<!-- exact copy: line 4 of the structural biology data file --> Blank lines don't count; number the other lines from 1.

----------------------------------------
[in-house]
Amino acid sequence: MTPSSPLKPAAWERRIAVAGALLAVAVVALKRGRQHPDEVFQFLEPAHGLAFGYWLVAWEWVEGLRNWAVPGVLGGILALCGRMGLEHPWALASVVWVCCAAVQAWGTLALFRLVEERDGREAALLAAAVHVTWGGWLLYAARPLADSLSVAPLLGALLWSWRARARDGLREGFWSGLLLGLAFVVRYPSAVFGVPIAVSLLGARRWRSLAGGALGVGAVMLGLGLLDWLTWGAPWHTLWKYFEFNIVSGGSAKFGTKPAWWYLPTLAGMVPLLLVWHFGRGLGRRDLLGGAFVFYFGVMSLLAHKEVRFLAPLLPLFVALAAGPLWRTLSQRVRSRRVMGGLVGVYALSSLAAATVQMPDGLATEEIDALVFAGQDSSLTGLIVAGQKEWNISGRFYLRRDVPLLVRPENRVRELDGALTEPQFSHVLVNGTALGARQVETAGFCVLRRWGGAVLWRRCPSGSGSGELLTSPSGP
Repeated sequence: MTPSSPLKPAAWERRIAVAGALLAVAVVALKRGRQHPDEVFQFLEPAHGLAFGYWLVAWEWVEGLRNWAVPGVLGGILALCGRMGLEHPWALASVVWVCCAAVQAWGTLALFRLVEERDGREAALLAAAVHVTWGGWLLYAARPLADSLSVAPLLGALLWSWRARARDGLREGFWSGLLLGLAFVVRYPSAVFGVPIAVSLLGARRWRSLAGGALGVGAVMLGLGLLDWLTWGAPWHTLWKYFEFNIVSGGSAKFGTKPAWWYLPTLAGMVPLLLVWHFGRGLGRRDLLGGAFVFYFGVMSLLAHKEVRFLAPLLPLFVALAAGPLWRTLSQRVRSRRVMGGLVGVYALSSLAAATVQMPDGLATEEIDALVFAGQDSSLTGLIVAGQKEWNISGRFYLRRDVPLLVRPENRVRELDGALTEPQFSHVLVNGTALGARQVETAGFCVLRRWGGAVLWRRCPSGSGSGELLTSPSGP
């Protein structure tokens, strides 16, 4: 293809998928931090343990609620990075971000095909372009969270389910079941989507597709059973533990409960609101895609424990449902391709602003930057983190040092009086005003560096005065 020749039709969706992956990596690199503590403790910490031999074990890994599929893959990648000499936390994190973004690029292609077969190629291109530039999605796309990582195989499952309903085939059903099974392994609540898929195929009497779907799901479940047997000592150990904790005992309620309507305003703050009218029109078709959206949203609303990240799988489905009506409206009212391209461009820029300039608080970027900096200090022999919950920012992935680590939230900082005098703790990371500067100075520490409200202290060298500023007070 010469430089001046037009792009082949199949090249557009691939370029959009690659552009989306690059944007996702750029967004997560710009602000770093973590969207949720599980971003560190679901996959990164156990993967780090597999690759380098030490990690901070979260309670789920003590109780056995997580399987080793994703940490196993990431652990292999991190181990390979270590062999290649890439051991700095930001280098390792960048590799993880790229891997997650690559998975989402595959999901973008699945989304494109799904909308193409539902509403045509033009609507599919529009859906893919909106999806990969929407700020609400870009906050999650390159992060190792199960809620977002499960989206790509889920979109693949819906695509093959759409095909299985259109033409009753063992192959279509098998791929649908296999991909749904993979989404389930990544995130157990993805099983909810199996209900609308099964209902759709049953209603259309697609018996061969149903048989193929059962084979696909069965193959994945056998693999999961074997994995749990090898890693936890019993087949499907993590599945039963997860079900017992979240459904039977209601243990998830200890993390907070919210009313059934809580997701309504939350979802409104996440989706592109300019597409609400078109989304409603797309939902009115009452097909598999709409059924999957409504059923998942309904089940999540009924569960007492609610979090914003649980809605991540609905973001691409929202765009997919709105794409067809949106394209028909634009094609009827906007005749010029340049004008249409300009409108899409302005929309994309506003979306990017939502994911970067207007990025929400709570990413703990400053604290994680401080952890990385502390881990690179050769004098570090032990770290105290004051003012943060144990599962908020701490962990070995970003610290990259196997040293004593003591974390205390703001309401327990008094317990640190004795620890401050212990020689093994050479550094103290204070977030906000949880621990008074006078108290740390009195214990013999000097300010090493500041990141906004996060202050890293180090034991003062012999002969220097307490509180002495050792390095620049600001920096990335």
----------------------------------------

């Protein structure tokens, strides 16, 4: 293809998928931090343990609620990075971000095909372009969270389910079941989507597709059973533990409960609101895609424990449902391709602003930057983190040092009086005003560096005065 020749039709969706992956990596690199503590403790910490031999074990890994599929893959990648000499936390994190973004690029292609077969190629291109530039999605796309990582195989499952309903085939059903099974392994609540898929195929009497779907799901479940047997000592150990904790005992309620309507305003703050009218029109078709959206949203609303990240799988489905009506409206009212391209461009820029300039608080970027900096200090022999919950920012992935680590939230900082005098703790990371500067100075520490409200202290060298500023007070 010469430089001046037009792009082949199949090249557009691939370029959009690659552009989306690059944007996702750029967004997560710009602000770093973590969207949720599980971003560190679901996959990164156990993967780090597999690759380098030490990690901070979260309670789920003590109780056995997580399987080793994703940490196993990431652990292999991190181990390979270590062999290649890439051991700095930001280098390792960048590799993880790229891997997650690559998975989402595959999901973008699945989304494109799904909308193409539902509403045509033009609507599919529009859906893919909106999806990969929407700020609400870009906050999650390159992060190792199960809620977002499960989206790509889920979109693949819906695509093959759409095909299985259109033409009753063992192959279509098998791929649908296999991909749904993979989404389930990544995130157990993805099983909810199996209900609308099964209902759709049953209603259309697609018996061969149903048989193929059962084979696909069965193959994945056998693999999961074997994995749990090898890693936890019993087949499907993590599945039963997860079900017992979240459904039977209601243990998830200890993390907070919210009313059934809580997701309504939350979802409104996440989706592109300019597409609400078109989304409603797309939902009115009452097909598999709409059924999957409504059923998942309904089940999540009924569960007492609610979090914003649980809605991540609905973001691409929202765009997919709105794409067809949106394209028909634009094609009827906007005749010029340049004008249409300009409108899409302005929309994309506003979306990017939502994911970067207007990025929400709570990413703990400053604290994680401080952890990385502390881990690179050769004098570090032990770290105290004051003012943060144990599962908020701490962990070995970003610290990259196997040293004593003591974390205390703001309401327990008094317990640190004795620890401050212990020689093994050479550094103290204070977030906000949880621990008074006078108290740390009195214990013999000097300010090493500041990141906004996060202050890293180090034991003062012999002969220097307490509180002495050792390095620049600001920096990335």